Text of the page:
The learning curve is way too steep, I never invested in learning CDL because I use OCC code occasionnally, and do not understand why I should learn CDL and WOK instead of using plain C++ within my favourite IDE. I hope that OCC devs will some day reconsider their achievement of rewriting everything from scratch ;-)
    In the meantime, your articles are definitely useful, thanks!

  11. Hi Denis,
    Valid comments. Legacy is way too impacting OCC code. WOK and CDL are first victims I would sacrifice. On the other hand, there can be commercial customers (at least there were) under maintenance contracts, and the company may have some obligations. But I think this can be solved. Well, at least, they could be removed from the distribution. Fortunately, you don't have to study WOK or CDL, anyway.
    As far as smart pointers and collections are concerned, I also agree this should be on todo list.

  12. Hi Roman,

    first of all thanks for the article!

    Maybe it's a stupid question but I don't get the difference between issues (1) and (3). Using the cast operator is quite clear. But I didn't really get what are 'critical situations' and why they influence the performance. Could you please comment on that?


  13. Hi Pawel,

    Indeed, (1) and (3) may look similar but I intentionally separated them. (1) is still a preferred way (as it's safer and let you double-check the type) and is recommended if you are not sure if casting is always unambiguous, or you need to cast into several types, for instance:

    Handle(OCC_UT_Employee) anEmployee = Handle(OCC_UT_Employee)::DownCast (theEmployee);
    if (!anEmployee.IsNull() {
    } else {
    Handle(OCC_UT_Manager) aManager = Handle(OCC_UT_Manager)::DownCast (theEmployee);
    if (!aManager.IsNull()) {
    //manager-specific processing in a loop

    (3) bears some risk but is the fast way when performance is critical. Imagine if BRep_Tool::Surface() would be re-written as follows:

    const Handle(Geom_Surface)& BRep_Tool::Surface(const TopoDS_Face& F,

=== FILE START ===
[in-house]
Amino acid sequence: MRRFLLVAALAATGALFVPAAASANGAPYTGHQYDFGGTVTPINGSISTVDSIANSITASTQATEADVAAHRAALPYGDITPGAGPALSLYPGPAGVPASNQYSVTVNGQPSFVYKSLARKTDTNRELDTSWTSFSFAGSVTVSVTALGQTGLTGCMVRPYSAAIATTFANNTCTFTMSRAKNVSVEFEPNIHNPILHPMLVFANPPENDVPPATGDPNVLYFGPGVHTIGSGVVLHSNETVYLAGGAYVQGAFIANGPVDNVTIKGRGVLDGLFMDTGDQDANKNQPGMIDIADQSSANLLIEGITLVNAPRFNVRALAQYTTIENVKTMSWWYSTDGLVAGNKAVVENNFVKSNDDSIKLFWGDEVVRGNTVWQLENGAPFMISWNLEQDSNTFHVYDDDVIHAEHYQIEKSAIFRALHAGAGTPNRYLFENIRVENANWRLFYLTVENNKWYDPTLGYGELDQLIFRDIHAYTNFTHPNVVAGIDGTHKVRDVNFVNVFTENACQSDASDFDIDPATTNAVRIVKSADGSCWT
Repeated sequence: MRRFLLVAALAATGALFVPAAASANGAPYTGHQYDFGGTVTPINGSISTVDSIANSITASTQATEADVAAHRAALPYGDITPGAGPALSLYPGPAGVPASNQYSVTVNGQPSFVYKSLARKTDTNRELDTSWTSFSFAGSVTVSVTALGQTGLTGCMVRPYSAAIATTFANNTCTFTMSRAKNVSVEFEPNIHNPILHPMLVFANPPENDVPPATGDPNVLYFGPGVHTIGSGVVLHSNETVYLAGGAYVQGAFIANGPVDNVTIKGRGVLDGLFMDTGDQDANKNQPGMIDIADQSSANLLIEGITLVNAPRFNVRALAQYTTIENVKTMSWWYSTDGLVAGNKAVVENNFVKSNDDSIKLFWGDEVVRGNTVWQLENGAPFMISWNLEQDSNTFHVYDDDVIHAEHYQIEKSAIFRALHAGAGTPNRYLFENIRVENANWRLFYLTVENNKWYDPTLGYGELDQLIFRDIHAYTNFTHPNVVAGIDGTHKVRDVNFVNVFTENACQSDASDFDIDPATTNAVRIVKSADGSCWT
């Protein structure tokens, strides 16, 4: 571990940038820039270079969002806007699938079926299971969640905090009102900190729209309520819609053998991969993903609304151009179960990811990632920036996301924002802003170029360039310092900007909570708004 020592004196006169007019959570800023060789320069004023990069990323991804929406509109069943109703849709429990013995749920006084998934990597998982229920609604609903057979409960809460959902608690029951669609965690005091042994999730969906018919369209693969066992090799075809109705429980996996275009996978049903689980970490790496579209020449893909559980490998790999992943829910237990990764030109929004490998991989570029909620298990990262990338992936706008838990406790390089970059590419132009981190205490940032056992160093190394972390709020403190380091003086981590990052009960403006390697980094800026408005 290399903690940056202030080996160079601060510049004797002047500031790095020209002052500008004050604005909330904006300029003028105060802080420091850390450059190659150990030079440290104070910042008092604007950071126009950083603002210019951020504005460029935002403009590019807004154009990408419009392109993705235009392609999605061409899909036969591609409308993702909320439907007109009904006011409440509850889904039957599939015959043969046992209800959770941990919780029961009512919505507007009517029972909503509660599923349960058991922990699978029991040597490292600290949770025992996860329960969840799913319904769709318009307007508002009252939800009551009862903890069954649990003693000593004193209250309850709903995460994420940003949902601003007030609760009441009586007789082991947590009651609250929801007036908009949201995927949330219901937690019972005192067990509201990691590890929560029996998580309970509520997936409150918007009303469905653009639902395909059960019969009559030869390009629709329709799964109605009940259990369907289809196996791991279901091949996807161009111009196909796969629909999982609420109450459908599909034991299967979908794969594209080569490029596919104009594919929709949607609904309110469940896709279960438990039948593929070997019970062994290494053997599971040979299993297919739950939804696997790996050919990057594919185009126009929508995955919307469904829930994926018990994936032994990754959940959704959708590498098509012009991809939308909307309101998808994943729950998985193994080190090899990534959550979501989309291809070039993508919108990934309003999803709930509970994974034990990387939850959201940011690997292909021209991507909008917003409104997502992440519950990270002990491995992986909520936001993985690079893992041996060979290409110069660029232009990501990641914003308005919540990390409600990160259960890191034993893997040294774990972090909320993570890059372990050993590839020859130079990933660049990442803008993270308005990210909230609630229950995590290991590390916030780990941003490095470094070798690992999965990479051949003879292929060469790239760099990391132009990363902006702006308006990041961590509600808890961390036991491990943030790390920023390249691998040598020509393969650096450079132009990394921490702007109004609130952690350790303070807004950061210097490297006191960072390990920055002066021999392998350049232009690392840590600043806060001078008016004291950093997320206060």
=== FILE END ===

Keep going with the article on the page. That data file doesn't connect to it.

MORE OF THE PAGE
TopLoc_Location& L)
    Handle(BRep_TFace) TF = Handle(BRep_TFace)::DownCast (F.TShape());
    // Handle(BRep_TFace)& TF = *((Handle(BRep_TFace)*) &F.TShape());
    L = F.Location() * TF->Location();
    return TF->Surface();
    Performance would be awful.

    Hope this clarifies.

  14. Hello Roman,

    First, thanck you very much for the high quality articles you share in this blog.

    Second, I have a question related to handles that come from OCC "get started" page. Here are a few lines extracted from OCC web site:
    To choose the best class for this application, consider the following:

    - gp_Pnt is manipulated by value. Like all objects of its kind, it will have a limited life time.
    - Geom_CartesianPoint is manipulated by handle and may have multiple references and a long life time.

    What is the "life time" concept expressed in this chapter? How can it be measured?

  15. The comment itself is a bit misleading. You need to choose between object manipulated by value and one by handle in the same way as if you chose between an object and a pointer to an object. If you need to share a data between several users you choose in favor of handle type. Another advantage of handle is that you do not need to worry about memory leaks, the memory will be freed up as soon as the last usage of underlying object will be terminated.
    Life time is a period of time between object creation and its destruction. The following three objects will have the same life time, limited by a scope, despite one is manipulated by value and two others are by handle:
    gp_Pnt aP1 (0, 0, 0);
    Handle(Geom_CartesianPoint) aP2 = new Geom_CartesianPoint (aP1);
    Handle(Geom_CartesianPoint) aP3 = new Geom_CartesianPoint (1, 1, 1);